The latest version of the Kawasaki KX250F is more or less an all-new machine. The engine is new from the cases up and the frame bears only a passing resemblance to previous models.
That said, there's nothing wrong with an older KX either. The 250F is a four-stroke mid-capacity machine and it sells into the incredibly hotly-contested 250 motocross market. How competitive? Well, manufacturers will do just about anything to gain an edge on the rest of the market. In the latest Kawasaki's case, that extends to titanium-coated fork inner tubes (upside-down forks, of course) for reduced friction. Plenty of work has been done to maximise the engine's power but, more importantly, how it delivers that power. Just piling on the horses doesn't always make for an easier-to-ride bike, so careful attention has been paid to making the motor tractable and predictable. Oh, and very, very powerful.
On The Road
In previous KX250s, you more or less sat 'in' the bike. With the new model, you sit 'on' it, making it easier to climb around on the thing and adjust your weight. It leads to a greater feeling of control and it's the first thing riders notice.
Kawasaki has done pretty much everything it can think of to make the bike a crosser to be reckoned with including a hot-start circuit to ease restarting after a mid-race stack and improved ergonomics generally.
Whether you think the KX250F is better than the equivalent four-stroke 250cc from Honda, Yamaha, KTM or whoever else is probably going to come down to personal preference. But one thing's for sure; even in this most competitive of market segments, the Kawasaki is in there punching.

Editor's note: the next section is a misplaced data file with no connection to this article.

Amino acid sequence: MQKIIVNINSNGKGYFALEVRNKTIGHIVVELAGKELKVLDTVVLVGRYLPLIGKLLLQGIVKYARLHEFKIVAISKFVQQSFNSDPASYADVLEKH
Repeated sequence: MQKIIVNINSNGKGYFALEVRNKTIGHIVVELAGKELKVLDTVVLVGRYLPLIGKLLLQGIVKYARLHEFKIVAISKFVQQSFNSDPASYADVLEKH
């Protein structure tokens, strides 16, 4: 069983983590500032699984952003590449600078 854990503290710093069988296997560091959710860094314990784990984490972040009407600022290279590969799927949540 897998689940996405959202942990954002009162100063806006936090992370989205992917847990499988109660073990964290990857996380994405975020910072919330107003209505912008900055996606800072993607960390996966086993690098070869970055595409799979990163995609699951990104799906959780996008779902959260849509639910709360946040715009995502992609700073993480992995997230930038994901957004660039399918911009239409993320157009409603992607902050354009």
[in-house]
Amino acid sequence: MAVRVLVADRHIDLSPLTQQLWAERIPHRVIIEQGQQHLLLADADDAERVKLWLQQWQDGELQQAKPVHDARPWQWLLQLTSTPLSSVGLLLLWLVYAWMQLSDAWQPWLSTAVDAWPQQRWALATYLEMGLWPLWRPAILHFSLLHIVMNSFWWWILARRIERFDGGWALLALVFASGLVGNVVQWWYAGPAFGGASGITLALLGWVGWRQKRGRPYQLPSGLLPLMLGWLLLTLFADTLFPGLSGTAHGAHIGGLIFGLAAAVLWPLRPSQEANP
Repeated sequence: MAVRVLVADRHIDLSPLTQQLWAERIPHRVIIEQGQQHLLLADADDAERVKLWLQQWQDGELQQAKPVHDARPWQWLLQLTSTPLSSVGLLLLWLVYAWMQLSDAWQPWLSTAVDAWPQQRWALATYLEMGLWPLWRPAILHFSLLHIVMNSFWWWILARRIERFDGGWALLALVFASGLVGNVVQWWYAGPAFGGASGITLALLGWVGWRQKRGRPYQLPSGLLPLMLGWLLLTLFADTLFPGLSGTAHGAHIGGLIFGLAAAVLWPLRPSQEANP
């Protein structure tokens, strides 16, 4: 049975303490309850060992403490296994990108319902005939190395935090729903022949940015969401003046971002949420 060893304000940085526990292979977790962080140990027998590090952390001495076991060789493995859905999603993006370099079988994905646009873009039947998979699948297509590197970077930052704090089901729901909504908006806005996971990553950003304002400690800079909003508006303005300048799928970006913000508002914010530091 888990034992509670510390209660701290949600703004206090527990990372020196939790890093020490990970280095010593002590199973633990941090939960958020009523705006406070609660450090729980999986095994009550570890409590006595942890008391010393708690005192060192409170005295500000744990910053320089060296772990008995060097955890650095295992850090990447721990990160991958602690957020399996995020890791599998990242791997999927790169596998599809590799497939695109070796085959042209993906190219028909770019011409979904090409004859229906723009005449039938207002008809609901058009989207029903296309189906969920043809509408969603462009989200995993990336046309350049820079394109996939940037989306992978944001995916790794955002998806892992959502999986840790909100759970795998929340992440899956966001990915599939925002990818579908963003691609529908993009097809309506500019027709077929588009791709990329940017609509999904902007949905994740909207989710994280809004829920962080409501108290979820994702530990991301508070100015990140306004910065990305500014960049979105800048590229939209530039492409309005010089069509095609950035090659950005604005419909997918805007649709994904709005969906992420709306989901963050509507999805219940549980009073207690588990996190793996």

What to look for in a used Kawasaki KX250F
Nobody ever bought a bike like the KX250F to run around a paddock in first and second gear. Nope, you can pretty much go to the bank on the fact that any KX motocrosser has been ridden hard. And not just occasionally, every time the engine's been started. So, check the condition of all filters and the colour of the oil to get an idea of how it's been maintained. Don't be too concerned about a bit of missing paint or scuffed plastics, it just means you won't have to worry about it when you take your first tumble. Lock-wired drain plugs usually mean an ex-race bike, but, again, we wouldn't let that put us off.
Engine size: 250cc
Fuel system: carburettor
Standard transmission: 5-speed
The Final Verdict
+ Green screamer with one thing in mind
+ Light and easy to throw about
+ Four-stroke engine makes life easy
- Most have been ridden hard